“In…The Cendor MOPU… I expressed a reservation in the very different context of the inter-relationship… between hull cover against perils of the seas and inherent vice. That reservation does not on any view have traction in relation to the present careful exclusion of the peril of loss arising from detainment by reason of infringement of customs regulations from cover under the Institute War and Strikes Clauses Hulls-Time.”

This recent judgment therefore provides welcome clarity by reaffirming the long-established position set out in Wayne Tank.

Impact on the Energy Insurance market and a Cautionary Note

Those involved in energy claims will be all too familiar with root cause analyses which list a number of possible causes of a particular the loss and the real difficulty in identifying the true "proximate cause". Sometimes it is simply the case that there are two concurrent causes where the loss only arose due to operation of them both and would not have occurred in the absence of either.

Energy risks are most commonly written on an "all risks" basis. If one considers a hypothetical example where a piece of equipment is being operated (negligently) outside of its design parameters and therefore fails prematurely due to that operation, the loss would arguably be covered (subject to any due diligence arguments). However, if it subsequently transpires that the equipment was defectively designed and that, in the absence of the design defects, it would not have failed even with the negligent operation (nor would the defect alone have led to failure), it is arguable that there are two concurrent causes. If the relevant policy excluded design defects, the recent decision in Navigators (which reaffirms Wayne Tank) would mean that the loss is excluded.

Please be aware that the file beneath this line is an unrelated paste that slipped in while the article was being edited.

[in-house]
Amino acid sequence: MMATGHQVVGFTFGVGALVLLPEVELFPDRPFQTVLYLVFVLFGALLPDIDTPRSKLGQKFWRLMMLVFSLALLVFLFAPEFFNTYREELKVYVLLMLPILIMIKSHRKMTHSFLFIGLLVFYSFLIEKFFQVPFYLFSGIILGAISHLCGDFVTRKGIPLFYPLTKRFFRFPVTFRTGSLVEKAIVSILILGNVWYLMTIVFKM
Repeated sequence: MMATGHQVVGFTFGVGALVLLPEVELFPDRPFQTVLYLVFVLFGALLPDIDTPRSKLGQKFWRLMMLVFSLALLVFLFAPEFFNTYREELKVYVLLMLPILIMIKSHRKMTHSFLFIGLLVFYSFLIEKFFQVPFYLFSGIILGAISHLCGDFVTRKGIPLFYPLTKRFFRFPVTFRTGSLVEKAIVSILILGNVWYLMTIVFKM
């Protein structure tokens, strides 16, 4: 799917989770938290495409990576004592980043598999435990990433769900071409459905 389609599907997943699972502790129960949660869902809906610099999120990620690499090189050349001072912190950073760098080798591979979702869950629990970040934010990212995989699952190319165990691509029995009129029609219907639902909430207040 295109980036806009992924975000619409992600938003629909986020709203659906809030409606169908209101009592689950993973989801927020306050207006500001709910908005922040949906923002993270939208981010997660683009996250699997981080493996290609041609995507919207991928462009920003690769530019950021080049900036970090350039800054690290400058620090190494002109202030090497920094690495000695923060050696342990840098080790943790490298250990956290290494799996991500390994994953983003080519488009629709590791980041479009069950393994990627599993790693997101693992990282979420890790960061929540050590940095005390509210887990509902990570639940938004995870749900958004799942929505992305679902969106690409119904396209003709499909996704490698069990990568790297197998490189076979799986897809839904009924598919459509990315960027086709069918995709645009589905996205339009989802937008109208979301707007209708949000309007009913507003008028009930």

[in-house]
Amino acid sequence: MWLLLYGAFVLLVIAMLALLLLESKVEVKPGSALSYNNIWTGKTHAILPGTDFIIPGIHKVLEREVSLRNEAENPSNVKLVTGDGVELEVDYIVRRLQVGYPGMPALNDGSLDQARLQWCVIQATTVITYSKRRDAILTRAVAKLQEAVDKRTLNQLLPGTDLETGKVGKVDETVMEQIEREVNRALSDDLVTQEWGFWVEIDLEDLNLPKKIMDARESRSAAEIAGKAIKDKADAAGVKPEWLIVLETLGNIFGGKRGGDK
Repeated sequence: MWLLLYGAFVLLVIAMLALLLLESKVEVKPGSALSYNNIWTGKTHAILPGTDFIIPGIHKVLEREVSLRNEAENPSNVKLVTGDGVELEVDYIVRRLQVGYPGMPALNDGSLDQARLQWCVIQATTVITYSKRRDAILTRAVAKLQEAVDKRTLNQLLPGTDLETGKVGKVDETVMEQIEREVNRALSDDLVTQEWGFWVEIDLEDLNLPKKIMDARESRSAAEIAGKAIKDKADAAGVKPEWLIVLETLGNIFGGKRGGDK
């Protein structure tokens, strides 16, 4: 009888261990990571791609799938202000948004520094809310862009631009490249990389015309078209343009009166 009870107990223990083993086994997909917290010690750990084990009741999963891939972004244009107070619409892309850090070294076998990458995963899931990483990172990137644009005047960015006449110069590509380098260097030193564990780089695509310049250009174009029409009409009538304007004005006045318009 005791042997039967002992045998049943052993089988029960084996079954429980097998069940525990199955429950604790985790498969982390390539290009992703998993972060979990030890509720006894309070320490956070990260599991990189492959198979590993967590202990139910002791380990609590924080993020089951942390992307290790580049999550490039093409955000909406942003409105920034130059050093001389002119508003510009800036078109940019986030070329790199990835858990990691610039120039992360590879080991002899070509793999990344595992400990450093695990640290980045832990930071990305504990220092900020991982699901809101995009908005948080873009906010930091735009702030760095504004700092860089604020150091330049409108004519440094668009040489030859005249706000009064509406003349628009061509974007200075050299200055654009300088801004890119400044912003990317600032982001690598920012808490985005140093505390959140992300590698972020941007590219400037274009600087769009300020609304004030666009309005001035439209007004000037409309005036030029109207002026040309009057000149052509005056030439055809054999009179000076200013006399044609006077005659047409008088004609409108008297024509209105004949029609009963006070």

The position, however, is less clear when considering a loss with multiple concurrent causes, one of which is excluded, all operating in combination with one another. Would the loss fall out of cover as a result of the exclusion clause or would the multiple covered perils combine to take precedence over the exclusion? In his judgement, Lord Mance did refer to a possible scenario in which a certain peril will dominate and exclude from relevance a later development which, taken by itself, may otherwise be seen as triggering an exclusion. Until a Court addresses this point specifically we cannot therefore be certain of the answer and any such decision may well depend heavily on the facts of the particular case. It seems likely, however, that the Court will continue to strive to find a single proximate cause and will only deem there to have been concurrent causes in the most extreme examples.

We anticipate that the clarity brought by the judgment in Navigators will be welcomed by the energy insurance market and will enable insurers to resist arguments that competing causes should lead to some sort of apportionment as is common in some jurisdictions e.g. in Scandinavia. It confirms that England is certainly an "all or nothing" jurisdiction in this regard.